The Library Company portion of the preceding jointly-sponsored fellowships is funded by an endowment provided by the Andrew W. Mellon Foundation.

Barra Foundation International Fellows

Dr. Luca Codignola, Professor of History, University of Genoa: The Roman Catholic Networks in the North Atlantic Area in an Age of Revolutions, 1756-1846

Dr. Sylvia Lyn Hilton, Professor of History, Complutense University: American Immigration to Spanish Louisiana and Floridas: Mobility and the Negotiation of Identity on Early Western Frontiers, 1776-1803

Dr. Carola Wessel, Research Fellow in History, Göttingen University: Bibliography and Edition of German-Language Broadsides Printed in North America, 1700-1830

McLean Contributionship Fellow

Robb K. Haberman, Ph.D. Candidate in History, University of Connecticut: The Development of Magazine Publishing in Antebellum America: 1800-1860

Reese Fellow in American Bibliography

Dr. Beth Barton Schweiger, Assistant Professor of History, University of Arkansas: Reading Slavery: Southerners and Their Books

Morgan Fellow in the History of the Book

Patrick Erben, Ph.D. candidate in English, Emory University: German-American Writing in Manuscript and Print

William H. Helfand Fellow in Early American Medicine, Science and Society

Sarah E. Mitchell, Ph.D. Candidate in History, University of Southampton: Changing Perceptions of the Conjoined Body: A Social and Cultural History.

American Society for Eighteenth-Century Studies Fellow

Dr. Phyllis Whitman Hunter, Assistant Professor of History, University of North Carolina, Greensboro: Geographics of Capitalism: Imagining ‘the Orient’ in Early America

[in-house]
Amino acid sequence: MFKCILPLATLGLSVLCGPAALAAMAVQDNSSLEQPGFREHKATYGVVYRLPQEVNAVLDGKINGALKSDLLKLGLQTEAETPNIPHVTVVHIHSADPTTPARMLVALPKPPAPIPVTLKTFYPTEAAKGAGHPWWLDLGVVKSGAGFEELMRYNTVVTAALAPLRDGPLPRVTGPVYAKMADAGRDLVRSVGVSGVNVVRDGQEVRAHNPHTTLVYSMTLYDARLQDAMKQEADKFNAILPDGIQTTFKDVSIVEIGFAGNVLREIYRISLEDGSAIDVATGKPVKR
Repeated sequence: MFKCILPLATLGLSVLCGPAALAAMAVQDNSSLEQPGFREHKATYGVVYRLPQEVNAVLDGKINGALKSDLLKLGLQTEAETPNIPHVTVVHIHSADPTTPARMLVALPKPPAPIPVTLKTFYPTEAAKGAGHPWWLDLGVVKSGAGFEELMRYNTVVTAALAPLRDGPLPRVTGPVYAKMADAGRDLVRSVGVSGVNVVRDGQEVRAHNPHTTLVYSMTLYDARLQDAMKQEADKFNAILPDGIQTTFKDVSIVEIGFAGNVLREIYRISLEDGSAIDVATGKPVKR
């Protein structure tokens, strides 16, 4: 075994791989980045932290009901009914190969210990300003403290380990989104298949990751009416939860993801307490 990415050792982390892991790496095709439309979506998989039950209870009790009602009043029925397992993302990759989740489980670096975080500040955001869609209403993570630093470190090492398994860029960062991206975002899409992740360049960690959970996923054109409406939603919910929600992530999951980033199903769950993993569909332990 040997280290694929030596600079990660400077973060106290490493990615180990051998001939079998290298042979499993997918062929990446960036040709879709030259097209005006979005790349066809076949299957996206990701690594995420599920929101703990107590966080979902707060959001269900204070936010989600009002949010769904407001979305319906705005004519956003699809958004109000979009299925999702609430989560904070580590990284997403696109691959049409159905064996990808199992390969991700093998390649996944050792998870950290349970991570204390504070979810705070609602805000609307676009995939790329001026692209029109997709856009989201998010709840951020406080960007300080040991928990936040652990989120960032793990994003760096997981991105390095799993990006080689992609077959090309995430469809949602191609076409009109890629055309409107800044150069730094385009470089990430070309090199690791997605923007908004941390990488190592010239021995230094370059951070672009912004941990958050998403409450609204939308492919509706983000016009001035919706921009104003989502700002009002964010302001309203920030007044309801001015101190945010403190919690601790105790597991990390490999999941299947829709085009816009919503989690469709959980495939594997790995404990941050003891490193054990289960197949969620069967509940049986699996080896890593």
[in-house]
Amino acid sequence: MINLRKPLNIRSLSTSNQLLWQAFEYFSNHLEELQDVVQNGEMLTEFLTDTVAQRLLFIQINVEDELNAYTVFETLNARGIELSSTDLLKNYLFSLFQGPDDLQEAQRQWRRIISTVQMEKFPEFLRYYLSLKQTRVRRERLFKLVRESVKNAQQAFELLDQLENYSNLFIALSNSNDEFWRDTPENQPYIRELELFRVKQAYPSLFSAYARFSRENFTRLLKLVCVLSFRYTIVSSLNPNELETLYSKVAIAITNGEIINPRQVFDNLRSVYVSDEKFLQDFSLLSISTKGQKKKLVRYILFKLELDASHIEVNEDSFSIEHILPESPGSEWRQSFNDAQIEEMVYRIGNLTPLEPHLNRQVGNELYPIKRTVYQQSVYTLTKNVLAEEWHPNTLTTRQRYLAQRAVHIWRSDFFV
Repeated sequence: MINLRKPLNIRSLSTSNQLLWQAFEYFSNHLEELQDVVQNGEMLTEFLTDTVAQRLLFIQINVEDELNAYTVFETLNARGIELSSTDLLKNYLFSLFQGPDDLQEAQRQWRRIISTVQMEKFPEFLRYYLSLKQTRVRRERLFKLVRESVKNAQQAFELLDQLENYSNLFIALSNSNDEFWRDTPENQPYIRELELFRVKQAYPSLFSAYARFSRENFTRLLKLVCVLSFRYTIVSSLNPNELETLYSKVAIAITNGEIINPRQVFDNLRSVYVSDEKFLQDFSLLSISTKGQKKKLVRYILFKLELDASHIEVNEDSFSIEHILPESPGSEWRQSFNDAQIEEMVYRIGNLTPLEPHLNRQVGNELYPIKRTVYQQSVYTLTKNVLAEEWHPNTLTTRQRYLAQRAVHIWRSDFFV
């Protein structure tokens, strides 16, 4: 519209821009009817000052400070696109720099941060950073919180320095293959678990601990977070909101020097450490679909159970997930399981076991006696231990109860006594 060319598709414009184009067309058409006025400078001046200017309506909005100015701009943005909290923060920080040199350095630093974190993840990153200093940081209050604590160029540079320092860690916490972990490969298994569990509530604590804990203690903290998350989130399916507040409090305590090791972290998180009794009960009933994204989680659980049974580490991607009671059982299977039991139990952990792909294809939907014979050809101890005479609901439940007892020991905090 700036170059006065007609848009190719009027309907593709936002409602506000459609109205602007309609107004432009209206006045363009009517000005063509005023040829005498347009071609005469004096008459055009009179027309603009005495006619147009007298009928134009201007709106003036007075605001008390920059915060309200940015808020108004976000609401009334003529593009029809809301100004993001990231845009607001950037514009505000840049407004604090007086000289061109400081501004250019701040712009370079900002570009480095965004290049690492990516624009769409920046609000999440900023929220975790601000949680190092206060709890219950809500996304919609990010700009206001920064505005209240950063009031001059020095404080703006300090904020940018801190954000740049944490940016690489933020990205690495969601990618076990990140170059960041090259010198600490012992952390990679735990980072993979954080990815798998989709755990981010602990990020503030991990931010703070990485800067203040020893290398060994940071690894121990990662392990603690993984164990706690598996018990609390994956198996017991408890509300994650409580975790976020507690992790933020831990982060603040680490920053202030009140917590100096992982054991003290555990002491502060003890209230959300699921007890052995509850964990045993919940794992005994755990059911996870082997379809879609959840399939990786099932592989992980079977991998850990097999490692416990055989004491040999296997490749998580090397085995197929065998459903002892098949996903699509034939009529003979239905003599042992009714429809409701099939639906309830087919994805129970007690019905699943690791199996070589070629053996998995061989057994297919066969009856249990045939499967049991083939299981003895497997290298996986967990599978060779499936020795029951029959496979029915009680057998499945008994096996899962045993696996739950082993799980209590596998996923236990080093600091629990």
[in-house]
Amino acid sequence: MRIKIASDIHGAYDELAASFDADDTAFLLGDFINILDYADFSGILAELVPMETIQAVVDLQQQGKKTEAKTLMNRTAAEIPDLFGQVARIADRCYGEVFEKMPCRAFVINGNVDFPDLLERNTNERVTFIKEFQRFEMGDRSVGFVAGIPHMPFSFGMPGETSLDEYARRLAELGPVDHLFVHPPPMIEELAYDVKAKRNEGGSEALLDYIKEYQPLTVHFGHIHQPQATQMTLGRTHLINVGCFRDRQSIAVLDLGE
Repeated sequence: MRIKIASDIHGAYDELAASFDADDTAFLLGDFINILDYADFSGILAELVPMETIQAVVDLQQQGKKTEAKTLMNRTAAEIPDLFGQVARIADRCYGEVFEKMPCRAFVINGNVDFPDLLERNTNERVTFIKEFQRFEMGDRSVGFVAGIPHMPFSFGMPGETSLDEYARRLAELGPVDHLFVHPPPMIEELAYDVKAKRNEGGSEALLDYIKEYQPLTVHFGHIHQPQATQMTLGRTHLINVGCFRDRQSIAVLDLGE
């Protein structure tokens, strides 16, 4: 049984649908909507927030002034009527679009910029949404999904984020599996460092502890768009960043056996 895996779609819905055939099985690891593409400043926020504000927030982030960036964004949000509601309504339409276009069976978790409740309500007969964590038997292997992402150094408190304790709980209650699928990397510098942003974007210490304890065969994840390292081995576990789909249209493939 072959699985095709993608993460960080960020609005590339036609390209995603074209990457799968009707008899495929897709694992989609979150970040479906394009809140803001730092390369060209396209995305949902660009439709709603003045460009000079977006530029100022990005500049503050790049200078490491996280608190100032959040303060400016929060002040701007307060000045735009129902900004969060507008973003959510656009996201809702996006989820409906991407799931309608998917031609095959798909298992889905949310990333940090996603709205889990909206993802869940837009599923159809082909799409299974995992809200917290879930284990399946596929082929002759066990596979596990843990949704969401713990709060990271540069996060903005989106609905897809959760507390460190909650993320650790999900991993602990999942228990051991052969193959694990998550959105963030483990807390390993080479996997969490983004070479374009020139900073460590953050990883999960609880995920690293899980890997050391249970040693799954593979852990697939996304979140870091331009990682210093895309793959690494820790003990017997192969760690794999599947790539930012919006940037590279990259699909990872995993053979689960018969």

Program in Early American Economy & Society 2002-2003 Fellows

Post-Doctoral Fellow

Dr. Jane T. Merritt, Assistant Professor of History, Old Dominion University: The Trouble with Tea: Consumption, Politics, and the Making of a Global Colonial Economy.

Dissertation Fellow

Michelle L. Craig, Ph.D. Candidate in History, University of Michigan: From Cultivation to Cup: Coffee Trade and Consumption in the British Atlantic Empire, 1765-1833.

Stephen A. Mihm, Ph.D. Candidate in History, New York University: Making Money: Bank Notes, Counterfeiting, and Confidence, 1789-1877.

Short-Term Fellows

Carl Robert Keyes, Ph.D. Candidate in History, Johns Hopkins University: Advertising and the Commercial Community in Eighteenth-Century Philadelphia

Julia C. Ott, Ph.D. Candidate in History, Yale University: Selling Confidence: Credit, Character, and the Origins of American Market Culture

Dr. Andrew Schocket, Assistant Professor of History, Bowling Green State University: Consolidating Power: Inventing the Corporate Sphere in Philadelphia, 1780-1840

Brian Schoen, Ph.D. Candidate in History, University of Virginia: Southern Freetraders vs. Pennsylvania Protectionists: The Print Battle for National Political Economic Policy, 1819-1846

The Historical Society of Pennsylvania Including the Balch Institute for Ethnic Studies 2002-2003 Balch Fellows

Dr. Stephanie Dyer, Lecturer in History, University of California, Davis: Markets in the Meadows: Shopping Centers and Suburban Sprawl in Metropolitan Philadelphia, 1922-1980

Dr. Margaret McAleer, Senior Archivist, Manuscript Division, The Library of Congress: Civil Stranger: The Irish in Philadelphia during the Early National Period